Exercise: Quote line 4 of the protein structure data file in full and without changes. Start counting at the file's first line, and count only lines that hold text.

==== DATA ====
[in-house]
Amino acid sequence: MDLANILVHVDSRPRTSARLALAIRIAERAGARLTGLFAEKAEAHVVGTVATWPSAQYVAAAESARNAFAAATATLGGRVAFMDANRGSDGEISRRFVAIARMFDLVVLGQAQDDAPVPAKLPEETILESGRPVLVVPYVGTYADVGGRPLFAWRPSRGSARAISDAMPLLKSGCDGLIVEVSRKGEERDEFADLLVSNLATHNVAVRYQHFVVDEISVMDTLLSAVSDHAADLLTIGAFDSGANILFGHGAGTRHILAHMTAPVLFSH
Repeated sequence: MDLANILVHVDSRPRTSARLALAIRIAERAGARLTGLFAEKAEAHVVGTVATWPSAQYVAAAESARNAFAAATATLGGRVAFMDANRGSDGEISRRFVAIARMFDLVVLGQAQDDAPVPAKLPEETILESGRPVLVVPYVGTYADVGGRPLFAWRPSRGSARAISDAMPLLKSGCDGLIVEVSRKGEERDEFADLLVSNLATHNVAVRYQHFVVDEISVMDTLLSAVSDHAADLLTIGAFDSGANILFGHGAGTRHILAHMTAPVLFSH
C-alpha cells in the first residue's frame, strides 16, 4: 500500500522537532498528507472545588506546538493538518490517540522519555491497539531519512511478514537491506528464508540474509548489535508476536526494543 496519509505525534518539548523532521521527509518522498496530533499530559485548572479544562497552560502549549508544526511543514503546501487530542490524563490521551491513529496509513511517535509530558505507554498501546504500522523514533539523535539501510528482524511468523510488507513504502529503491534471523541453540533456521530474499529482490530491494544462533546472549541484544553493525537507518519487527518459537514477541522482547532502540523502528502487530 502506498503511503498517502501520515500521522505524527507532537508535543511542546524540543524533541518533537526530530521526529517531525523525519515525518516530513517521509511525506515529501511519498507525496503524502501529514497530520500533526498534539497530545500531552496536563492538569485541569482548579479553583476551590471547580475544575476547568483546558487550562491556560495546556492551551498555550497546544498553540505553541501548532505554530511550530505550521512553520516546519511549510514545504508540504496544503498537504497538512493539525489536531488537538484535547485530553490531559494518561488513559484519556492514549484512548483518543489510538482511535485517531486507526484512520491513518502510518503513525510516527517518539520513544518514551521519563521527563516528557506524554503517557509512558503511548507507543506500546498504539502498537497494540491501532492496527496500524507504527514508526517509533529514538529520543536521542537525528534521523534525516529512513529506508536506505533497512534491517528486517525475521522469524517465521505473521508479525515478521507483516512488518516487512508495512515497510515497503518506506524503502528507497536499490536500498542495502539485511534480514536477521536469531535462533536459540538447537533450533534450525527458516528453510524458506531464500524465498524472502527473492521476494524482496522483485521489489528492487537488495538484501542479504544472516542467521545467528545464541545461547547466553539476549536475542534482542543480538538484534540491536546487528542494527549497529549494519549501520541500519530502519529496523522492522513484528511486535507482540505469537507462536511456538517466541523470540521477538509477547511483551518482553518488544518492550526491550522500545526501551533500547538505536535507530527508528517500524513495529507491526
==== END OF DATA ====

C-alpha cells in the first residue's frame, strides 16, 4: 500500500522537532498528507472545588506546538493538518490517540522519555491497539531519512511478514537491506528464508540474509548489535508476536526494543 496519509505525534518539548523532521521527509518522498496530533499530559485548572479544562497552560502549549508544526511543514503546501487530542490524563490521551491513529496509513511517535509530558505507554498501546504500522523514533539523535539501510528482524511468523510488507513504502529503491534471523541453540533456521530474499529482490530491494544462533546472549541484544553493525537507518519487527518459537514477541522482547532502540523502528502487530 502506498503511503498517502501520515500521522505524527507532537508535543511542546524540543524533541518533537526530530521526529517531525523525519515525518516530513517521509511525506515529501511519498507525496503524502501529514497530520500533526498534539497530545500531552496536563492538569485541569482548579479553583476551590471547580475544575476547568483546558487550562491556560495546556492551551498555550497546544498553540505553541501548532505554530511550530505550521512553520516546519511549510514545504508540504496544503498537504497538512493539525489536531488537538484535547485530553490531559494518561488513559484519556492514549484512548483518543489510538482511535485517531486507526484512520491513518502510518503513525510516527517518539520513544518514551521519563521527563516528557506524554503517557509512558503511548507507543506500546498504539502498537497494540491501532492496527496500524507504527514508526517509533529514538529520543536521542537525528534521523534525516529512513529506508536506505533497512534491517528486517525475521522469524517465521505473521508479525515478521507483516512488518516487512508495512515497510515497503518506506524503502528507497536499490536500498542495502539485511534480514536477521536469531535462533536459540538447537533450533534450525527458516528453510524458506531464500524465498524472502527473492521476494524482496522483485521489489528492487537488495538484501542479504544472516542467521545467528545464541545461547547466553539476549536475542534482542543480538538484534540491536546487528542494527549497529549494519549501520541500519530502519529496523522492522513484528511486535507482540505469537507462536511456538517466541523470540521477538509477547511483551518482553518488544518492550526491550522500545526501551533500547538505536535507530527508528517500524513495529507491526